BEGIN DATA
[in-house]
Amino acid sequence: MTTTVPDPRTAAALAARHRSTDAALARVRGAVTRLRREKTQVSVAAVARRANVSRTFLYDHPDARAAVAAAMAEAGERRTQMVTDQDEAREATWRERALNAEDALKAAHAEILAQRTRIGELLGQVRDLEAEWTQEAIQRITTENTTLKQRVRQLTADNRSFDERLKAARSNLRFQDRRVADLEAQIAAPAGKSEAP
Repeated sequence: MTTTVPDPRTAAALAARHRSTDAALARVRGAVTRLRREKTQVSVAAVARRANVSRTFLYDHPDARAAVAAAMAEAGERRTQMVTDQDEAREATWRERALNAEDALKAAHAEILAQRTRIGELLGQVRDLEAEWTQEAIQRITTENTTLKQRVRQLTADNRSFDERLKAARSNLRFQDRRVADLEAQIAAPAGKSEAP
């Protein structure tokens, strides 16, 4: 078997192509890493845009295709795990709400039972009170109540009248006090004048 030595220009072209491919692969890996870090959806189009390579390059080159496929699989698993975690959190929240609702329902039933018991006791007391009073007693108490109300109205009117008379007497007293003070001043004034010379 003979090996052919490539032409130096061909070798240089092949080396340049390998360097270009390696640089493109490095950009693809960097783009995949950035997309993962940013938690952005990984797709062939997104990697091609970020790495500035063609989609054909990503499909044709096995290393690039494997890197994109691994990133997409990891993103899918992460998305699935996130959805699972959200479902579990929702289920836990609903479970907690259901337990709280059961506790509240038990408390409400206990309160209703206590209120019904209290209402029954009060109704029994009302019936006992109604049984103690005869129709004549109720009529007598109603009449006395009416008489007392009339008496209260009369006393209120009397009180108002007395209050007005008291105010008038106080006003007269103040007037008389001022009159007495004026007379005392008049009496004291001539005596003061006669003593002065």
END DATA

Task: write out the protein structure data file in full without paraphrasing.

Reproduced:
[in-house]
Amino acid sequence: MTTTVPDPRTAAALAARHRSTDAALARVRGAVTRLRREKTQVSVAAVARRANVSRTFLYDHPDARAAVAAAMAEAGERRTQMVTDQDEAREATWRERALNAEDALKAAHAEILAQRTRIGELLGQVRDLEAEWTQEAIQRITTENTTLKQRVRQLTADNRSFDERLKAARSNLRFQDRRVADLEAQIAAPAGKSEAP
Repeated sequence: MTTTVPDPRTAAALAARHRSTDAALARVRGAVTRLRREKTQVSVAAVARRANVSRTFLYDHPDARAAVAAAMAEAGERRTQMVTDQDEAREATWRERALNAEDALKAAHAEILAQRTRIGELLGQVRDLEAEWTQEAIQRITTENTTLKQRVRQLTADNRSFDERLKAARSNLRFQDRRVADLEAQIAAPAGKSEAP
């Protein structure tokens, strides 16, 4: 078997192509890493845009295709795990709400039972009170109540009248006090004048 030595220009072209491919692969890996870090959806189009390579390059080159496929699989698993975690959190929240609702329902039933018991006791007391009073007693108490109300109205009117008379007497007293003070001043004034010379 003979090996052919490539032409130096061909070798240089092949080396340049390998360097270009390696640089493109490095950009693809960097783009995949950035997309993962940013938690952005990984797709062939997104990697091609970020790495500035063609989609054909990503499909044709096995290393690039494997890197994109691994990133997409990891993103899918992460998305699935996130959805699972959200479902579990929702289920836990609903479970907690259901337990709280059961506790509240038990408390409400206990309160209703206590209120019904209290209402029954009060109704029994009302019936006992109604049984103690005869129709004549109720009529007598109603009449006395009416008489007392009339008496209260009369006393209120009397009180108002007395209050007005008291105010008038106080006003007269103040007037008389001022009159007495004026007379005392008049009496004291001539005596003061006669003593002065």